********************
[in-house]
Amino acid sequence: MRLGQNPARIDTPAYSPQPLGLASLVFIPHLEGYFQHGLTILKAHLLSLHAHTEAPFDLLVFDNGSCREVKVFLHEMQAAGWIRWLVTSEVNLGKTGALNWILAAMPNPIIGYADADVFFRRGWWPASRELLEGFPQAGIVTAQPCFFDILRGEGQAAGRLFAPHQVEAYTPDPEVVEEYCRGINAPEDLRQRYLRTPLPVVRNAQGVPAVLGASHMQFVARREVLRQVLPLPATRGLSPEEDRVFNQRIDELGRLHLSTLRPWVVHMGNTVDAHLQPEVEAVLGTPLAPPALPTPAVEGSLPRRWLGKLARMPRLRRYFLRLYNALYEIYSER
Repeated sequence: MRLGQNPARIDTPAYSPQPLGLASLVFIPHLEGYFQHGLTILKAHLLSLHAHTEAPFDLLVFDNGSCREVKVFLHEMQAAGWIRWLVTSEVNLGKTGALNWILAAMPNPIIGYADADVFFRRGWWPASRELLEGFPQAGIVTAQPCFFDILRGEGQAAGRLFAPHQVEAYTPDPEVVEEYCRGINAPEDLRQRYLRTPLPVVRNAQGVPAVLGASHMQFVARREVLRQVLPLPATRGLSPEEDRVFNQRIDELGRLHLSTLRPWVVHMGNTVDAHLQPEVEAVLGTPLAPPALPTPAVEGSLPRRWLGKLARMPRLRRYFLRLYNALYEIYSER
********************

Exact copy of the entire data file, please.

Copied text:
[in-house]
Amino acid sequence: MRLGQNPARIDTPAYSPQPLGLASLVFIPHLEGYFQHGLTILKAHLLSLHAHTEAPFDLLVFDNGSCREVKVFLHEMQAAGWIRWLVTSEVNLGKTGALNWILAAMPNPIIGYADADVFFRRGWWPASRELLEGFPQAGIVTAQPCFFDILRGEGQAAGRLFAPHQVEAYTPDPEVVEEYCRGINAPEDLRQRYLRTPLPVVRNAQGVPAVLGASHMQFVARREVLRQVLPLPATRGLSPEEDRVFNQRIDELGRLHLSTLRPWVVHMGNTVDAHLQPEVEAVLGTPLAPPALPTPAVEGSLPRRWLGKLARMPRLRRYFLRLYNALYEIYSER
Repeated sequence: MRLGQNPARIDTPAYSPQPLGLASLVFIPHLEGYFQHGLTILKAHLLSLHAHTEAPFDLLVFDNGSCREVKVFLHEMQAAGWIRWLVTSEVNLGKTGALNWILAAMPNPIIGYADADVFFRRGWWPASRELLEGFPQAGIVTAQPCFFDILRGEGQAAGRLFAPHQVEAYTPDPEVVEEYCRGINAPEDLRQRYLRTPLPVVRNAQGVPAVLGASHMQFVARREVLRQVLPLPATRGLSPEEDRVFNQRIDELGRLHLSTLRPWVVHMGNTVDAHLQPEVEAVLGTPLAPPALPTPAVEGSLPRRWLGKLARMPRLRRYFLRLYNALYEIYSER